On 13 September 2016, Ireland's Competition and Consumer Protection Commission ("CCPC") announced that it had issued: (a) witness summonses; and (b) information requests to various parties in the motor insurance sector in Ireland.
The CCPC is the competition and consumer agency in Ireland; it came into existence on 31 October 2014 following the amalgamation of the Competition Authority and the National Consumer Agency.
The CCPC has stated that witness summonses and information requests were sent to major motor insurance providers and industry groups representing insurers and brokers.
The background to the matter was described by the CCPC when it stated that it "is currently investigating suspected breaches of competition law in the motor insurance sector. The investigation relates to industry participants openly signalling up-coming increases in motor insurance premiums in the State." This could involve an application of the theories of "price signalling" to the motor insurance sector.
The CCPC Chairperson, Isolde Goggin, said in a statement at the time that: "markets work best where businesses vigorously and independently compete against each other for customers. Statements signalling future pricing predictions or intentions may result in a degree of unspoken coordination, which may breach competition law. Statements by senior industry players have raised serious suspicion as to whether there is a link between these messages and subsequent price increases. The evidence collected through both the witness summonses and the information requests will assist us in establishing whether there has been a breach of competition law. The CCPC has been monitoring the motor insurance industry and we know from our contacts with consumers that the sharp rise in motor insurance premiums has had a significant impact on them. We continue to closely monitor developments and will, if necessary, take action to stop specific anti-competitive practices in the motor insurance sector." Interestingly, she also asked for evidence saying "if anyone believes they have evidence of a breach of competition law in the motor insurance sector we would ask them to contact the CCPC.”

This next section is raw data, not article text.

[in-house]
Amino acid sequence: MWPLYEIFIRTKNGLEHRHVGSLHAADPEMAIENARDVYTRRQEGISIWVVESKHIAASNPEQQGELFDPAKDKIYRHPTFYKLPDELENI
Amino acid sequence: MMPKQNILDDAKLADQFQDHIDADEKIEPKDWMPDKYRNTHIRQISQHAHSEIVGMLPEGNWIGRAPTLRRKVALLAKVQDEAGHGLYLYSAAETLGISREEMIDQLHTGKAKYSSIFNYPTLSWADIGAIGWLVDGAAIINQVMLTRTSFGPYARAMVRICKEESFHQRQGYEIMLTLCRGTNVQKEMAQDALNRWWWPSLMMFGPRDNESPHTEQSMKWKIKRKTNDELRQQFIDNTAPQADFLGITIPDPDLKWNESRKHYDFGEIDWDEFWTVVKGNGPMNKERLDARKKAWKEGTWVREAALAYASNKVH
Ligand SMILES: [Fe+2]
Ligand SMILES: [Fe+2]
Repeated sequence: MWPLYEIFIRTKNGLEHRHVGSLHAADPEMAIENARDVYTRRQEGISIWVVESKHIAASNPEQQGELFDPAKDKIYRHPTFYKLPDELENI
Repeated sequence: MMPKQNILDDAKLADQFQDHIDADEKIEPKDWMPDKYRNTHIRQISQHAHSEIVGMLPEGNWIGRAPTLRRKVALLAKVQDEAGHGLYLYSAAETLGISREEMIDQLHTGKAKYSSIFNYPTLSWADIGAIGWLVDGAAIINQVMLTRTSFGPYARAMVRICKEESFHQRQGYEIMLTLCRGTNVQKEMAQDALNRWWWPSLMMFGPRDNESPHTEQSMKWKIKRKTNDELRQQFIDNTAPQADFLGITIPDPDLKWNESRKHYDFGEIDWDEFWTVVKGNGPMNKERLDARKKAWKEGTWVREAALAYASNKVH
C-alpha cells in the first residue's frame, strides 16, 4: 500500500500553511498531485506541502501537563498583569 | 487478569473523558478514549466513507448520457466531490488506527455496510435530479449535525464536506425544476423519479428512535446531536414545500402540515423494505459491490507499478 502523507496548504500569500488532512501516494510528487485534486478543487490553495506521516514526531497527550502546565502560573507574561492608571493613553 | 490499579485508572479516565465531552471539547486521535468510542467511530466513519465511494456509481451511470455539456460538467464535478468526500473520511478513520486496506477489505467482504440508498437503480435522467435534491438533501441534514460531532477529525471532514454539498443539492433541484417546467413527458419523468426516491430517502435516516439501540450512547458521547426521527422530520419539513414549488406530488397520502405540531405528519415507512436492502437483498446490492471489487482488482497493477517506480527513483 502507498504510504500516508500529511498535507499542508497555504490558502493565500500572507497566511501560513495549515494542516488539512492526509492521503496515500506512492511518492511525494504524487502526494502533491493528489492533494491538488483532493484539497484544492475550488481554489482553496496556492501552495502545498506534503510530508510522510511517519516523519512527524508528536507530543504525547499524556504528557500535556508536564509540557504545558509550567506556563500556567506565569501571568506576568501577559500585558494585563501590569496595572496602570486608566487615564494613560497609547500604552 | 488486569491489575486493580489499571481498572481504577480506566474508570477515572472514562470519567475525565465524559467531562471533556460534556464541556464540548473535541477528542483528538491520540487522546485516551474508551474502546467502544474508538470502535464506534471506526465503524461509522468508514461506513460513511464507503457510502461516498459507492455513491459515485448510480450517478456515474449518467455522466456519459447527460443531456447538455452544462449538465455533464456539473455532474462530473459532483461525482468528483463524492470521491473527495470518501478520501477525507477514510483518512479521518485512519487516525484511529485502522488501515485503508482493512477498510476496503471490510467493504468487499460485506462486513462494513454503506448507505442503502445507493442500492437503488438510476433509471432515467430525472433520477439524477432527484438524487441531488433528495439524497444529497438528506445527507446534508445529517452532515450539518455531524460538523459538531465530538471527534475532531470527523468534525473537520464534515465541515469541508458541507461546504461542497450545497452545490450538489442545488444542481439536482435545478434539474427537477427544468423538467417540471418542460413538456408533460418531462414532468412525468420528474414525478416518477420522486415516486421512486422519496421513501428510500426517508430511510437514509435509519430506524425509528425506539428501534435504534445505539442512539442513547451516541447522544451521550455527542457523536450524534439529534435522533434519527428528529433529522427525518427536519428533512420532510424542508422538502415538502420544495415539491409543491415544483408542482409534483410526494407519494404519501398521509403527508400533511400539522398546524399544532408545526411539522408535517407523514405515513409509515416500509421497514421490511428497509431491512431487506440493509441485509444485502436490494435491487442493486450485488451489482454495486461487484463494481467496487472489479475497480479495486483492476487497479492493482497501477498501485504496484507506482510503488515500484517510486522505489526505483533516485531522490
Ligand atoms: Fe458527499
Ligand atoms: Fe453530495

A "study" had been undertaken of the non-life insurance sector which was published in 2005 but this more specific than a general study. The CCPC has not published any timeline or roadmap for the present investigation. The output will be studied carefully not only in the context of motor insurance but also in regard to any thinking by the CCPC on the evolving but somewhat unclear topic of price signalling.